Thursday, January 21, 2010

Planning for Safe Passage Through the Storm (Prepare to be Pantsed)



“You did then what you knew how to do, And when you knew better, You did better.” -Maya Angelou

"Finding Angela Shelton" - Day Twenty-six...

Day 26: Make a Safety Plan.

More planning? FABULOUS! I love all this planning. It makes me feel so... PREPARED! Remember when I prepared for my swordectomy? Well, now it's time to prepare for the things I don't see coming.

When I was in crisis care at our local mental health facility back in March of 2009, the therapist who catapulted me into this new stage of healing did so with a few simple conversations. One of the most profound lessons I learned while I was working through traumas with him is this: If YOU feel that something in your life is traumatic, you don't need validation from someone else. You don't need me to look at you and say, "I am in complete agreement with you that you should be devastated by the death of your goldfish! Let me cry with you!" or "It's totally fine that you spent three days locked in your house because you walked out of the bathroom at Wal-Mart with your skirt tucked in your pantyhose and your high school sweetheart saw your hindquarters! I feel your pain!" All you need to know is that something happened to you and it has affected you so deeply that it feels like trauma to YOU. Forget the rest of the world when it comes to dealing with your trauma. It's YOUR trauma, not theirs. Sure, it feels good when someone else gets what you're going through... but unfortunately that doesn't always happen. And that's okay!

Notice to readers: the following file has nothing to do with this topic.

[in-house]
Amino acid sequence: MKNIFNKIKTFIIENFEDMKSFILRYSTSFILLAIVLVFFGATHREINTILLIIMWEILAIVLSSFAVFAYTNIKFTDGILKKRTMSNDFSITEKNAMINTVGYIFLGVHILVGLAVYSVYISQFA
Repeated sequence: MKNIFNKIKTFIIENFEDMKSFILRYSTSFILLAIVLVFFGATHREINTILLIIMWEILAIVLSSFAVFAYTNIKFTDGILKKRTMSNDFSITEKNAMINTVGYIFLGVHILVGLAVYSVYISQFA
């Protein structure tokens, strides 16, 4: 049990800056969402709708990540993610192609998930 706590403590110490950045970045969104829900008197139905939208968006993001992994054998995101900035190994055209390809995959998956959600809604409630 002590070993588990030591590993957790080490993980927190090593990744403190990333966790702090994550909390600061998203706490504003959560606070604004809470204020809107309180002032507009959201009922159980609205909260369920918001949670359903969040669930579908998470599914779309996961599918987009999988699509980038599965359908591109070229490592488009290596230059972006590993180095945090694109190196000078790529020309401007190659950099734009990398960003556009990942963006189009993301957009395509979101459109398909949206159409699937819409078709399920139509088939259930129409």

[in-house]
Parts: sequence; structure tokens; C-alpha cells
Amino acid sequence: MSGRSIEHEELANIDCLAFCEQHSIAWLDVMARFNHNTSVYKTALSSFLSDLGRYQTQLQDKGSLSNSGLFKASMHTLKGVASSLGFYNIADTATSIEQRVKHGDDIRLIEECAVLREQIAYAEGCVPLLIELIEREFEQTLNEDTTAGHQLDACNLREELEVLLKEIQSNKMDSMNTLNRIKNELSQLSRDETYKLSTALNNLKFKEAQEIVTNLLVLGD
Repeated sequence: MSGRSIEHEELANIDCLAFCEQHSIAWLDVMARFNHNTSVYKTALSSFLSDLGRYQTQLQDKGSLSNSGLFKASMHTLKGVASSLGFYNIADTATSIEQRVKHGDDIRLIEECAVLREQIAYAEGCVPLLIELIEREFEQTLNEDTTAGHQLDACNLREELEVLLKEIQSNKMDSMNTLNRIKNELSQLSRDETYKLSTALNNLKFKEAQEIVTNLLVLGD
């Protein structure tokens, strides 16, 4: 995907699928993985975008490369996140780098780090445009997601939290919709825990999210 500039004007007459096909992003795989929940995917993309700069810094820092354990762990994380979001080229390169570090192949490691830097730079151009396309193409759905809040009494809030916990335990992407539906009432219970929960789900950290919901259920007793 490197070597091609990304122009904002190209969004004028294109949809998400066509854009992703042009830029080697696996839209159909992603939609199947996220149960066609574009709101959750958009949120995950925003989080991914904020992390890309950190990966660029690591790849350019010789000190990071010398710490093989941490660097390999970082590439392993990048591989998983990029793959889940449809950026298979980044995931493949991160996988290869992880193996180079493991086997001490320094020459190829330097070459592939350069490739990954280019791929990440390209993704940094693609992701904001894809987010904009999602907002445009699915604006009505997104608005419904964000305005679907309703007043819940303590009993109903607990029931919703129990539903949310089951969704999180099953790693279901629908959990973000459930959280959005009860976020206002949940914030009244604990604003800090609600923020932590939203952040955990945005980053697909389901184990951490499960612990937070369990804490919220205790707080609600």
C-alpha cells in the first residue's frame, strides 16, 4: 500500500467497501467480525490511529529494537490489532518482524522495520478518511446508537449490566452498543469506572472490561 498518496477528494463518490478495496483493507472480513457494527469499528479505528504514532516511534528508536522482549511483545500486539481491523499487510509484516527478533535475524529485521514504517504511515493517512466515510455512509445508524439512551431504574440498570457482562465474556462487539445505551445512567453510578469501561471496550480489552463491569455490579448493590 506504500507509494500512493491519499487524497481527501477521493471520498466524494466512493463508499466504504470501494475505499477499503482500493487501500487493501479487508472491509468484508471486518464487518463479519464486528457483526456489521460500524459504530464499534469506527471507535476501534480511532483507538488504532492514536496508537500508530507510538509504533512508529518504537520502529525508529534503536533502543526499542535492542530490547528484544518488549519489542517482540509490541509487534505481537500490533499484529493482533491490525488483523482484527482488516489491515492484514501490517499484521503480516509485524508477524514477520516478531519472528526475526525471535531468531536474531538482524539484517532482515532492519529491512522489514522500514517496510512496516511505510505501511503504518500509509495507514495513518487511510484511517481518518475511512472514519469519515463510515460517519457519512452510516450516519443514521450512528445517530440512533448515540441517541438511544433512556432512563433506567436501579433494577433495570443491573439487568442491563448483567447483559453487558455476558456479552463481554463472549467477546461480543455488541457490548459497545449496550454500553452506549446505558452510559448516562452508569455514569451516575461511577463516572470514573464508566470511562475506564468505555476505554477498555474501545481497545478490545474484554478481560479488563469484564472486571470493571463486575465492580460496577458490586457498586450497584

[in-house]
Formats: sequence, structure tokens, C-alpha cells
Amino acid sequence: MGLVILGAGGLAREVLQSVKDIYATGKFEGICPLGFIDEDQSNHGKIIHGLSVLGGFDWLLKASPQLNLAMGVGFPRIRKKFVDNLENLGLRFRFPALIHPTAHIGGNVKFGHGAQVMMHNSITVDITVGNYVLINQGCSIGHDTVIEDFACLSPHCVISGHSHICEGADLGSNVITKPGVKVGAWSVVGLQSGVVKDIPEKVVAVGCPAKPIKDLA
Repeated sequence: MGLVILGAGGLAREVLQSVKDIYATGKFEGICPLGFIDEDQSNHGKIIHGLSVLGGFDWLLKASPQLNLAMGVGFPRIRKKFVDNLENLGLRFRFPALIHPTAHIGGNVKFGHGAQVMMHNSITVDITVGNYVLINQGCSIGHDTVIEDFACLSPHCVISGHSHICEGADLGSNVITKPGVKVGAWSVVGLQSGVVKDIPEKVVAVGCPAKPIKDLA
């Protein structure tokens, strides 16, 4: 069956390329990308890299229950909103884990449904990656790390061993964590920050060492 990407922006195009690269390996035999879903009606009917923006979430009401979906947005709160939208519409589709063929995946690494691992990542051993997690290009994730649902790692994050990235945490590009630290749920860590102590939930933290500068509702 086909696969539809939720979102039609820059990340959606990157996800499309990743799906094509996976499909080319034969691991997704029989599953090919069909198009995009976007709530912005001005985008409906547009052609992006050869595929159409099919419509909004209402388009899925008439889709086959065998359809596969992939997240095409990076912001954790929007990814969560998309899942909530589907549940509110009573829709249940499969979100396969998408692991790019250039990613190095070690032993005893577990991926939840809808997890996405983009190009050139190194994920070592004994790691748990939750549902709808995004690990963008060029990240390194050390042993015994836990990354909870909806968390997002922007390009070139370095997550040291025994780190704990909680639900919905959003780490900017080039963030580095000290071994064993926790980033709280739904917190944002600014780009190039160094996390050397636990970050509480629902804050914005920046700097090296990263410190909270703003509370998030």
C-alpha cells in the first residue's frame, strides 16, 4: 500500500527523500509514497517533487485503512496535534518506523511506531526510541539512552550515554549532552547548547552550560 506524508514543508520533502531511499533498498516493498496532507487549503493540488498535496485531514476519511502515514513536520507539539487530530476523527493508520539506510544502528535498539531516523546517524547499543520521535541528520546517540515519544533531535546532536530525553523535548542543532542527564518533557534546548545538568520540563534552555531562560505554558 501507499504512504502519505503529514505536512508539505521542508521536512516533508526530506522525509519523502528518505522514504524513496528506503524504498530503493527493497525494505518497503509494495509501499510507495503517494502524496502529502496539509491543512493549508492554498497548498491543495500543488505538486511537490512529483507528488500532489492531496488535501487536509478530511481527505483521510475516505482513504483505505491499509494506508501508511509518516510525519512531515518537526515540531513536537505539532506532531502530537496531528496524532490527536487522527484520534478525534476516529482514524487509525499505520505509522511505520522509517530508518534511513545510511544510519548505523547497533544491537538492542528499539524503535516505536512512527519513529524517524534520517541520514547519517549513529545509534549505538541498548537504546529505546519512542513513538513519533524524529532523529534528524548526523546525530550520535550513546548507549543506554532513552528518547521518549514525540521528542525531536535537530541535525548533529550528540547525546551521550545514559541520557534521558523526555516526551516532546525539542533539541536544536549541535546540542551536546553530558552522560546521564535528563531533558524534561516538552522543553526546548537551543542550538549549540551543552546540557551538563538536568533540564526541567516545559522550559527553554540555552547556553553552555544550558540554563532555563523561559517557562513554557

What led my therapist to share this important nugget of truth with me? He had suggested making a list of all of the traumas I had ever experienced. Everything traumatic that I could remember was to be listed on a page in my journal. I remember carrying my completed list to him and saying, "This particular item may not seem like much to someone else, but it's a huge deal to me. Do I keep it on the list? Is it really trauma?" His response to me was, "I don't know. Is it?" PRICELESS! LIGHT BULB MOMENT! I don't need anyone else to understand that being pantsed in front of my entire eighth grade homeroom class sent me into a deep depression that lasted almost a year. I just need to know that it affected me tremendously... and I really needed to deal with it. Yes. That really happened. Yes, it sucked. Yes, it really did mess me up for a while. Yes, I dealt with it. Yes, I still secretly hope the kid who did it to me has since experienced something equally as humiliating, leaving him red-faced and mortified as he was ridiculed by his peers. I know that's not very nice of me, but it's true. Hehe.

We don't normally see a good "pants-ing" coming at us. It's usually a crazy prank carried out by some goofball who's lurking behind us just waiting for the opportunity to pounce. Life's like that sometimes. Sometimes we can't see what's coming at us, and we never know how a particular situation is going to affect us. Something little could turn into something big. Something big could turn into something huge. Trauma could be waiting just around the corner.